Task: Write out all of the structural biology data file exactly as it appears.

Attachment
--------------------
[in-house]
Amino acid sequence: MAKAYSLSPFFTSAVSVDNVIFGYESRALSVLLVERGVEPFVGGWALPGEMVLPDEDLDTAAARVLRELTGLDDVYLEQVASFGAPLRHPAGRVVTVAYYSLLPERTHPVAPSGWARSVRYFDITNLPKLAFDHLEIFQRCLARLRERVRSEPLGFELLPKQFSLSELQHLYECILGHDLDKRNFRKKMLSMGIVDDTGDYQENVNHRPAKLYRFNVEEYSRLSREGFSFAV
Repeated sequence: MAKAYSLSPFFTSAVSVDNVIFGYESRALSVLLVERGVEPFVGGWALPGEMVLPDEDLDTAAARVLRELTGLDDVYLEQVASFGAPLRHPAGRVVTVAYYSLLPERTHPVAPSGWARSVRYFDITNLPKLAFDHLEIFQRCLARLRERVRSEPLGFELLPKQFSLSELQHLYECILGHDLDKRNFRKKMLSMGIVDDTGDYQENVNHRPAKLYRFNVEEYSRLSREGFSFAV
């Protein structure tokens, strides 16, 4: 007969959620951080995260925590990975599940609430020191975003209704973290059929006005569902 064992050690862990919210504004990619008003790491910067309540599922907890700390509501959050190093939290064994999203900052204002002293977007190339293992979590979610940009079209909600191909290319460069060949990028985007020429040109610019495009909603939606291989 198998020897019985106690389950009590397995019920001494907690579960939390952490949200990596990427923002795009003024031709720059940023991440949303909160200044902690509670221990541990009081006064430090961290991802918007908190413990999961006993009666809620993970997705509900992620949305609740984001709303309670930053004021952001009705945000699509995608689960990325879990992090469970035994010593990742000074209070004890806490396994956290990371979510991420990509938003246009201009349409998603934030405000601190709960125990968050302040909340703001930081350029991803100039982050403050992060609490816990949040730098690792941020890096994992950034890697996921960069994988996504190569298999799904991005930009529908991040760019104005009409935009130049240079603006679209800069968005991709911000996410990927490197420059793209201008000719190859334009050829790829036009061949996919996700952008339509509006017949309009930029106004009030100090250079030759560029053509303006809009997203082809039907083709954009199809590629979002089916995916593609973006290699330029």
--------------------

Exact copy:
[in-house]
Amino acid sequence: MAKAYSLSPFFTSAVSVDNVIFGYESRALSVLLVERGVEPFVGGWALPGEMVLPDEDLDTAAARVLRELTGLDDVYLEQVASFGAPLRHPAGRVVTVAYYSLLPERTHPVAPSGWARSVRYFDITNLPKLAFDHLEIFQRCLARLRERVRSEPLGFELLPKQFSLSELQHLYECILGHDLDKRNFRKKMLSMGIVDDTGDYQENVNHRPAKLYRFNVEEYSRLSREGFSFAV
Repeated sequence: MAKAYSLSPFFTSAVSVDNVIFGYESRALSVLLVERGVEPFVGGWALPGEMVLPDEDLDTAAARVLRELTGLDDVYLEQVASFGAPLRHPAGRVVTVAYYSLLPERTHPVAPSGWARSVRYFDITNLPKLAFDHLEIFQRCLARLRERVRSEPLGFELLPKQFSLSELQHLYECILGHDLDKRNFRKKMLSMGIVDDTGDYQENVNHRPAKLYRFNVEEYSRLSREGFSFAV
């Protein structure tokens, strides 16, 4: 007969959620951080995260925590990975599940609430020191975003209704973290059929006005569902 064992050690862990919210504004990619008003790491910067309540599922907890700390509501959050190093939290064994999203900052204002002293977007190339293992979590979610940009079209909600191909290319460069060949990028985007020429040109610019495009909603939606291989 198998020897019985106690389950009590397995019920001494907690579960939390952490949200990596990427923002795009003024031709720059940023991440949303909160200044902690509670221990541990009081006064430090961290991802918007908190413990999961006993009666809620993970997705509900992620949305609740984001709303309670930053004021952001009705945000699509995608689960990325879990992090469970035994010593990742000074209070004890806490396994956290990371979510991420990509938003246009201009349409998603934030405000601190709960125990968050302040909340703001930081350029991803100039982050403050992060609490816990949040730098690792941020890096994992950034890697996921960069994988996504190569298999799904991005930009529908991040760019104005009409935009130049240079603006679209800069968005991709911000996410990927490197420059793209201008000719190859334009050829790829036009061949996919996700952008339509509006017949309009930029106004009030100090250079030759560029053509303006809009997203082809039907083709954009199809590629979002089916995916593609973006290699330029």